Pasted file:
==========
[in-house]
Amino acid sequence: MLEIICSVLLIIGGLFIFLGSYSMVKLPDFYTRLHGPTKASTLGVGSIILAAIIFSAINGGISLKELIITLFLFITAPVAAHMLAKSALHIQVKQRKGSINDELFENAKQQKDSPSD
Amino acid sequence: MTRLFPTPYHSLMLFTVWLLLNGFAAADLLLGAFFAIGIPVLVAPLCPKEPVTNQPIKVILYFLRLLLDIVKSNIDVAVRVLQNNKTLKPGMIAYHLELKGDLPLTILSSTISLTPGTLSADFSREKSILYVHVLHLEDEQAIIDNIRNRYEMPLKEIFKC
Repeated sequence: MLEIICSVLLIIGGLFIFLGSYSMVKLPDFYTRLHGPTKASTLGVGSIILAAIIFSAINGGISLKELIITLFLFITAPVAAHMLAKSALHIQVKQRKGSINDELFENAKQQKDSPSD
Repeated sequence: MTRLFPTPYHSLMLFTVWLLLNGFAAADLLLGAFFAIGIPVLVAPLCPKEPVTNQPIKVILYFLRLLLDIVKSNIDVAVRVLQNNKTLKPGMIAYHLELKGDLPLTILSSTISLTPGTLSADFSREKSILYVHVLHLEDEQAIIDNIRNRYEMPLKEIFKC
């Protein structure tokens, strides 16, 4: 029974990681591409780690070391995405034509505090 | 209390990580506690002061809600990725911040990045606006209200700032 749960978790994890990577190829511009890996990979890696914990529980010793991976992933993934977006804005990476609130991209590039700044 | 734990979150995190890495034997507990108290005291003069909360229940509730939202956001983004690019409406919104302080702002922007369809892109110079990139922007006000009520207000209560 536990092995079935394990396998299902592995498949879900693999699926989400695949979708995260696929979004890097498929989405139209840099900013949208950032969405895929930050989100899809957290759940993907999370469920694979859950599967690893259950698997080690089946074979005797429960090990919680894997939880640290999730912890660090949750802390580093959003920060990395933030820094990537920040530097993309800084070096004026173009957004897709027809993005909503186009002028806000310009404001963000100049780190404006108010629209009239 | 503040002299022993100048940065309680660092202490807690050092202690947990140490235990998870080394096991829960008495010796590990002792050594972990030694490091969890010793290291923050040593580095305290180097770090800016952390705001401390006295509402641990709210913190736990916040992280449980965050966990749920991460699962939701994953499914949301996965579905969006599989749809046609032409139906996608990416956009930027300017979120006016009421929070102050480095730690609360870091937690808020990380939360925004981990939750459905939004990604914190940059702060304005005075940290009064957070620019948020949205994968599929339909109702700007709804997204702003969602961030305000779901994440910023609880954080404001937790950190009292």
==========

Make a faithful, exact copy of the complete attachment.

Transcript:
[in-house]
Amino acid sequence: MLEIICSVLLIIGGLFIFLGSYSMVKLPDFYTRLHGPTKASTLGVGSIILAAIIFSAINGGISLKELIITLFLFITAPVAAHMLAKSALHIQVKQRKGSINDELFENAKQQKDSPSD
Amino acid sequence: MTRLFPTPYHSLMLFTVWLLLNGFAAADLLLGAFFAIGIPVLVAPLCPKEPVTNQPIKVILYFLRLLLDIVKSNIDVAVRVLQNNKTLKPGMIAYHLELKGDLPLTILSSTISLTPGTLSADFSREKSILYVHVLHLEDEQAIIDNIRNRYEMPLKEIFKC
Repeated sequence: MLEIICSVLLIIGGLFIFLGSYSMVKLPDFYTRLHGPTKASTLGVGSIILAAIIFSAINGGISLKELIITLFLFITAPVAAHMLAKSALHIQVKQRKGSINDELFENAKQQKDSPSD
Repeated sequence: MTRLFPTPYHSLMLFTVWLLLNGFAAADLLLGAFFAIGIPVLVAPLCPKEPVTNQPIKVILYFLRLLLDIVKSNIDVAVRVLQNNKTLKPGMIAYHLELKGDLPLTILSSTISLTPGTLSADFSREKSILYVHVLHLEDEQAIIDNIRNRYEMPLKEIFKC
């Protein structure tokens, strides 16, 4: 029974990681591409780690070391995405034509505090 | 209390990580506690002061809600990725911040990045606006209200700032 749960978790994890990577190829511009890996990979890696914990529980010793991976992933993934977006804005990476609130991209590039700044 | 734990979150995190890495034997507990108290005291003069909360229940509730939202956001983004690019409406919104302080702002922007369809892109110079990139922007006000009520207000209560 536990092995079935394990396998299902592995498949879900693999699926989400695949979708995260696929979004890097498929989405139209840099900013949208950032969405895929930050989100899809957290759940993907999370469920694979859950599967690893259950698997080690089946074979005797429960090990919680894997939880640290999730912890660090949750802390580093959003920060990395933030820094990537920040530097993309800084070096004026173009957004897709027809993005909503186009002028806000310009404001963000100049780190404006108010629209009239 | 503040002299022993100048940065309680660092202490807690050092202690947990140490235990998870080394096991829960008495010796590990002792050594972990030694490091969890010793290291923050040593580095305290180097770090800016952390705001401390006295509402641990709210913190736990916040992280449980965050966990749920991460699962939701994953499914949301996965579905969006599989749809046609032409139906996608990416956009930027300017979120006016009421929070102050480095730690609360870091937690808020990380939360925004981990939750459905939004990604914190940059702060304005005075940290009064957070620019948020949205994968599929339909109702700007709804997204702003969602961030305000779901994440910023609880954080404001937790950190009292």